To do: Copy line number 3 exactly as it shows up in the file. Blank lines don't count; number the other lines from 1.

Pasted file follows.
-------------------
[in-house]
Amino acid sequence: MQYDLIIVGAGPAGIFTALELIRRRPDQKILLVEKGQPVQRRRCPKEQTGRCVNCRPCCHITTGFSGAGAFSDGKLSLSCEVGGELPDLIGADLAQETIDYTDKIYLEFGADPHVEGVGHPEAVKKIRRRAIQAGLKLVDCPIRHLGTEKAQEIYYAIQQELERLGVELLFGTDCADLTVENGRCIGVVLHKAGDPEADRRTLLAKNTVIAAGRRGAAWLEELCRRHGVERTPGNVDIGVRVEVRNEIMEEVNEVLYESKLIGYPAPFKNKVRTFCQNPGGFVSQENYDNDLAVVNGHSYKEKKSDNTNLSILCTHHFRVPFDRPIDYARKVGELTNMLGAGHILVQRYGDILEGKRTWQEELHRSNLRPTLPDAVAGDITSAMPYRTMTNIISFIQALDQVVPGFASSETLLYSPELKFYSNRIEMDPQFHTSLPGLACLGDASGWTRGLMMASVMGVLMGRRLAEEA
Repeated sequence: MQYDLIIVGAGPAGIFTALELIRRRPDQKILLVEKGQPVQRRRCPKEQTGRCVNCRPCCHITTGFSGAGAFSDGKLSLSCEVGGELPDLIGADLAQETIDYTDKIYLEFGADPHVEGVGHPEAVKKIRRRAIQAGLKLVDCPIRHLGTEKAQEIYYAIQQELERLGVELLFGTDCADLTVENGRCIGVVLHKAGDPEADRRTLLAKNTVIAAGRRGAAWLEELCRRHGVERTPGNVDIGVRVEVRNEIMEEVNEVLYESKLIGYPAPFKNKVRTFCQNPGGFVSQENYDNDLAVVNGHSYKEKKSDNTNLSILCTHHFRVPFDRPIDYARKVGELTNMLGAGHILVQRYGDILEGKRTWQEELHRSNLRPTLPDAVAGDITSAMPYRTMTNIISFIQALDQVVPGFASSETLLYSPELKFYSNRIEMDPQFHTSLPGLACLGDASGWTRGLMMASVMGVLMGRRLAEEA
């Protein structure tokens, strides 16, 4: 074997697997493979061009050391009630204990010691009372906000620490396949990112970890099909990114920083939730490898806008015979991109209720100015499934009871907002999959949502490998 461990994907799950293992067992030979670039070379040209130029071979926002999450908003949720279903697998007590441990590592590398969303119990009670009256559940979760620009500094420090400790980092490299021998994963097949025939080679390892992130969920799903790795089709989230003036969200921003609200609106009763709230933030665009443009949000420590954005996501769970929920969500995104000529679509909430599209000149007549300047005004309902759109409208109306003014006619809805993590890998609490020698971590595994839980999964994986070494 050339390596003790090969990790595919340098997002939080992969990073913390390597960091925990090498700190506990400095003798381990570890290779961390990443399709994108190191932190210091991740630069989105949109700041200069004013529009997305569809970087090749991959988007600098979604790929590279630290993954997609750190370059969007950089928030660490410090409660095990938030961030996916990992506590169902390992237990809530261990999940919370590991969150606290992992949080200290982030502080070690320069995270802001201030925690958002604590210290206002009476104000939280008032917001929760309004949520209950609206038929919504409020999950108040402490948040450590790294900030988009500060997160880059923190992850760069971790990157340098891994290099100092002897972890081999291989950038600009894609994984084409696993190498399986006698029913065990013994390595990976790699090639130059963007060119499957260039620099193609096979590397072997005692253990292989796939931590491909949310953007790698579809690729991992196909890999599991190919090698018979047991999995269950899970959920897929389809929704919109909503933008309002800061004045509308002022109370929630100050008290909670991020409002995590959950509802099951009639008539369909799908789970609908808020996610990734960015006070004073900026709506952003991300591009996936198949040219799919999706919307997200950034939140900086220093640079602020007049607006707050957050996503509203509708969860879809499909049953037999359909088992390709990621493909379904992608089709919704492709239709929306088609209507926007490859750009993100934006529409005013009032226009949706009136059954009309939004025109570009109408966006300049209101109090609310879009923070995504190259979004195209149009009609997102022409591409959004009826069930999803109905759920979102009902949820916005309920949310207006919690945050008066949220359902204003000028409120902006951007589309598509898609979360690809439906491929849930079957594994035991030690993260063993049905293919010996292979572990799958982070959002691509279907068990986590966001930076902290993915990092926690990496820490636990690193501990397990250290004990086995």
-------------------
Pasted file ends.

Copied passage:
Repeated sequence: MQYDLIIVGAGPAGIFTALELIRRRPDQKILLVEKGQPVQRRRCPKEQTGRCVNCRPCCHITTGFSGAGAFSDGKLSLSCEVGGELPDLIGADLAQETIDYTDKIYLEFGADPHVEGVGHPEAVKKIRRRAIQAGLKLVDCPIRHLGTEKAQEIYYAIQQELERLGVELLFGTDCADLTVENGRCIGVVLHKAGDPEADRRTLLAKNTVIAAGRRGAAWLEELCRRHGVERTPGNVDIGVRVEVRNEIMEEVNEVLYESKLIGYPAPFKNKVRTFCQNPGGFVSQENYDNDLAVVNGHSYKEKKSDNTNLSILCTHHFRVPFDRPIDYARKVGELTNMLGAGHILVQRYGDILEGKRTWQEELHRSNLRPTLPDAVAGDITSAMPYRTMTNIISFIQALDQVVPGFASSETLLYSPELKFYSNRIEMDPQFHTSLPGLACLGDASGWTRGLMMASVMGVLMGRRLAEEA